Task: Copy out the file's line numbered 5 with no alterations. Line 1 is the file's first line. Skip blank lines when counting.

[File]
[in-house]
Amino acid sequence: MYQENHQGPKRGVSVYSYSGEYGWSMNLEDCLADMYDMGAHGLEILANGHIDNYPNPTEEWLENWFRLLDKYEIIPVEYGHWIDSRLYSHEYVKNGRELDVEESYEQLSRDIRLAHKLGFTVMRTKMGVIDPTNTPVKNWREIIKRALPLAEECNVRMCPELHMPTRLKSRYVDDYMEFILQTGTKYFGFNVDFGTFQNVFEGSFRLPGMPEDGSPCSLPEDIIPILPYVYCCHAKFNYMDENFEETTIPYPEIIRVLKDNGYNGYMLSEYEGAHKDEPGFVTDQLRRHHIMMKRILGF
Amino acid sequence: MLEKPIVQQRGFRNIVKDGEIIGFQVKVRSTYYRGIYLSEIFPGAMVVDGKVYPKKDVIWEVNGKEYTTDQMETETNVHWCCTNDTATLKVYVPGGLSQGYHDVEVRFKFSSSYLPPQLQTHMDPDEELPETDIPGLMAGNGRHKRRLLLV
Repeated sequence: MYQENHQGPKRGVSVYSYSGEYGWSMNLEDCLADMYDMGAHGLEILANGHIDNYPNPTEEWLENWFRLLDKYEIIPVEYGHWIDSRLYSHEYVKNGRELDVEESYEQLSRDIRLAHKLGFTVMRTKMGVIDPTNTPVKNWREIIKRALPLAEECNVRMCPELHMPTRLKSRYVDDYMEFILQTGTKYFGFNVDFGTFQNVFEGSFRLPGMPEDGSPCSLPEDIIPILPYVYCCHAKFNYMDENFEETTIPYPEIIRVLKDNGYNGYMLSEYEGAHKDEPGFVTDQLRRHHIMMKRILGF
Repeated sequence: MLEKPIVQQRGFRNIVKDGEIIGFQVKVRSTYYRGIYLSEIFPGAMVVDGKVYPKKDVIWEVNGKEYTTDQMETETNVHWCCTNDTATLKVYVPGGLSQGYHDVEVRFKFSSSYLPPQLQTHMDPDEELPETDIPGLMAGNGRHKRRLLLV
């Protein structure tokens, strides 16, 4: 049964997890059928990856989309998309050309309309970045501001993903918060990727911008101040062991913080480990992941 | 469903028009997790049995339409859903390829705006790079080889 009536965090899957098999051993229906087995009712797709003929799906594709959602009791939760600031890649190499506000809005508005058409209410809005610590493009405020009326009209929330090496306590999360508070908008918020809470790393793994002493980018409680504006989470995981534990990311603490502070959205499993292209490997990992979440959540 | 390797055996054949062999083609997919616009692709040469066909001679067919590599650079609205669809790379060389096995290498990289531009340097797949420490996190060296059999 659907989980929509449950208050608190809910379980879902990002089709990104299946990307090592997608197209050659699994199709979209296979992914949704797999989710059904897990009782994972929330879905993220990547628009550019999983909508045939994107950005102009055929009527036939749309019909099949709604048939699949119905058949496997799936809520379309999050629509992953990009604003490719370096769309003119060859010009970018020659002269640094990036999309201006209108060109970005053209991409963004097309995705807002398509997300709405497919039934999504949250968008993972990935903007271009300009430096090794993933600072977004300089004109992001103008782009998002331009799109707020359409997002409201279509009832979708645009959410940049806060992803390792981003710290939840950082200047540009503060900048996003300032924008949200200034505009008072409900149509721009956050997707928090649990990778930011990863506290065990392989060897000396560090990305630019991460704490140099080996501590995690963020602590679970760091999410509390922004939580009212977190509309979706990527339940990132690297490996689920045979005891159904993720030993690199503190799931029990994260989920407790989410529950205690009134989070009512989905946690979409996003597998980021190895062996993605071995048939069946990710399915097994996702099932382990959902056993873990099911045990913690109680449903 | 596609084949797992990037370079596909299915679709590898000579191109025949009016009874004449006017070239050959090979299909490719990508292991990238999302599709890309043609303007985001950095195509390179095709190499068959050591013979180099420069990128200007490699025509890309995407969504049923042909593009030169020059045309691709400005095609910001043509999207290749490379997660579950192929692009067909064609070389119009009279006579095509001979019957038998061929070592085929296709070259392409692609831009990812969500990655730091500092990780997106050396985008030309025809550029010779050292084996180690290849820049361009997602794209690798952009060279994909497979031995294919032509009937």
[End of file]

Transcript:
Repeated sequence: MLEKPIVQQRGFRNIVKDGEIIGFQVKVRSTYYRGIYLSEIFPGAMVVDGKVYPKKDVIWEVNGKEYTTDQMETETNVHWCCTNDTATLKVYVPGGLSQGYHDVEVRFKFSSSYLPPQLQTHMDPDEELPETDIPGLMAGNGRHKRRLLLV